UAE hospital performs first cadaver heart transplant

UAE hospital performs first cadaver heart transplant

Abu Dhabi - The 38-year-old Emirati patient is currently recovering from the surgery at the hospital


Asma Ali Zain

Published: Wed 13 Dec 2017, 11:00 PM

Last updated: Sat 16 Dec 2017, 8:30 AM

Creating history, physicians have successfully completed the UAE's full heart transplant on a 38-year-old Emirati man, who had been suffering from end-stage heart failure.
The six-hour long surgery was performed at Cleveland Clinic Abu Dhabi's heart centre and took place on the evening of December 5 and into the early hours of the following morning.
The surgery was performed by a four-person surgical team that included Dr Rakesh Suri, Acting CEO of Cleveland Clinic Abu Dhabi; Dr Johannes Bonatti, Chief of the Heart & Vascular Institute; Dr. Stefan Sanger, Clinical Associate; and Dr. Jehad Al Ramahi, Clinical Associate - all of Cleveland Clinic Abu Dhabi.

The patient was being managed by the Heart Failure and Transplant Programme for almost six months until the transplant. He was placed on Cleveland Clinic Abu Dhabi's transplant waiting list shortly after the UAE government's decree earlier this year that allows deceased donor transplants.
The patient is currently recovering from the surgery at the hospital.
On the same night, Dr Bashir Sankari, the Chief of the Surgical Subspecialties Institute at Cleveland Clinic Abu Dhabi, performed a kidney transplant from the same donor, providing vital surgery for another patient on the hospital's transplant list.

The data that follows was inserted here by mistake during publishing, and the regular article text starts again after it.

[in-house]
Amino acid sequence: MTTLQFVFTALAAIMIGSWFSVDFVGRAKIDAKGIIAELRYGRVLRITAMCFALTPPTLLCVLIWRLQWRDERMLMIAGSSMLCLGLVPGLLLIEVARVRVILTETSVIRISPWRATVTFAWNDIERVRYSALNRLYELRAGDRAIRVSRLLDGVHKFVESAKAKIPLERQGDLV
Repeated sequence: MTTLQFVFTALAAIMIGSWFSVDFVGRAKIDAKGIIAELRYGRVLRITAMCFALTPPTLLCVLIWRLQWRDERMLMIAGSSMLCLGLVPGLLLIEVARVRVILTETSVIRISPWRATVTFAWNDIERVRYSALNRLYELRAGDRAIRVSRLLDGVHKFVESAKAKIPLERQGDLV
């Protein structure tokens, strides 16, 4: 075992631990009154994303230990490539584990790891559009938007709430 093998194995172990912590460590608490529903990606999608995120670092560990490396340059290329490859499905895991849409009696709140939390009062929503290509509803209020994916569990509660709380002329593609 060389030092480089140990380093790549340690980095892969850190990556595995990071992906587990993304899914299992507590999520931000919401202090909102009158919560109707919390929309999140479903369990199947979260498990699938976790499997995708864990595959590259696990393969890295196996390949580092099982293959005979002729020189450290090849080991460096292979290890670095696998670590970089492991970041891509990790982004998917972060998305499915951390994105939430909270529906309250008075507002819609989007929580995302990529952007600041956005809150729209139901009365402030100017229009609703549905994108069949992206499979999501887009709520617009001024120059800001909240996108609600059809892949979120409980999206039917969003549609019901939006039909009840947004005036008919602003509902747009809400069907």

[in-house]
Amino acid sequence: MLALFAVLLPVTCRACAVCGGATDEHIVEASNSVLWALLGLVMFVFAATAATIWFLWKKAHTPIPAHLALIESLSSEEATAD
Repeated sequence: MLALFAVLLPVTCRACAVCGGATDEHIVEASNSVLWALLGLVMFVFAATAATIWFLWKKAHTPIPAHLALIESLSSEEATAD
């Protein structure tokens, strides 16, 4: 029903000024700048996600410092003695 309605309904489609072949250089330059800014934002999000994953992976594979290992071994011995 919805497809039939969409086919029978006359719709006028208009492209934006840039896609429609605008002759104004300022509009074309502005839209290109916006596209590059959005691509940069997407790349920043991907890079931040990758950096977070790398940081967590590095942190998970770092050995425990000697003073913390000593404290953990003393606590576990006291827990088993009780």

Dr. Rakesh Suri, Acting CEO of Cleveland Clinic Abu Dhabi, said: "It is a significant achievement for Cleveland Clinic Abu Dhabi and our transplant team, who have accomplished a historic medical milestone in the UAE. This operation underlines the incredible social impact that our transplant services are having - thanks to one donor, we have transformed the lives of multiple patients and their families."
"The UAE has taken important strides in introducing new legislation to support transplant operations in 2017, and we are very proud that Cleveland Clinic Abu Dhabi is the first and only multi-organ transplant facility in the country. After two years of sophisticated training and preparation, our team was fully prepared to undertake and excel in performing this innovative series of operations," he added.
Demonstrating the remarkable benefits that organ donation can offer, teams from another medical facility in the UAE and from the Kingdom of Saudi Arabia were also involved in the transplants. The donor's second kidney went to a pediatric patient at Sheikh Khalifa Medical City in Abu Dhabi, while a team from the Saudi Centre for Organ Transplantation (SCOT) was present for the surgery.
"The donor heart started beating immediately after implantation and the heart patient was taken to the intensive care unit after six hours in the operating room," said Dr Bonatti.
Dr Feras Bader, the Director of Cleveland Clinic Abu Dhabi's Heart Failure and Transplant Program, said: "I was called about the donor 48 hours before the transplant surgery. It was the same day that the world was celebrating the 50th anniversary of the world's first heart transplant in 1967, and also the day the UAE was celebrating its 46th National Day. It's a remarkable coincidence and one that shows the incredible progress this nation has made."
Dr Bader said the 24-member multidisciplinary Heart Failure and Transplant team had been preparing for its first heart transplant for the past two years, including attending extensive education sessions and simulating the transplant process and surgery on multiple occasions.
For Emirati national Dr Jehad Al Ramahi, the opportunity to be part of the first UAE heart transplant team was a career-defining experience.

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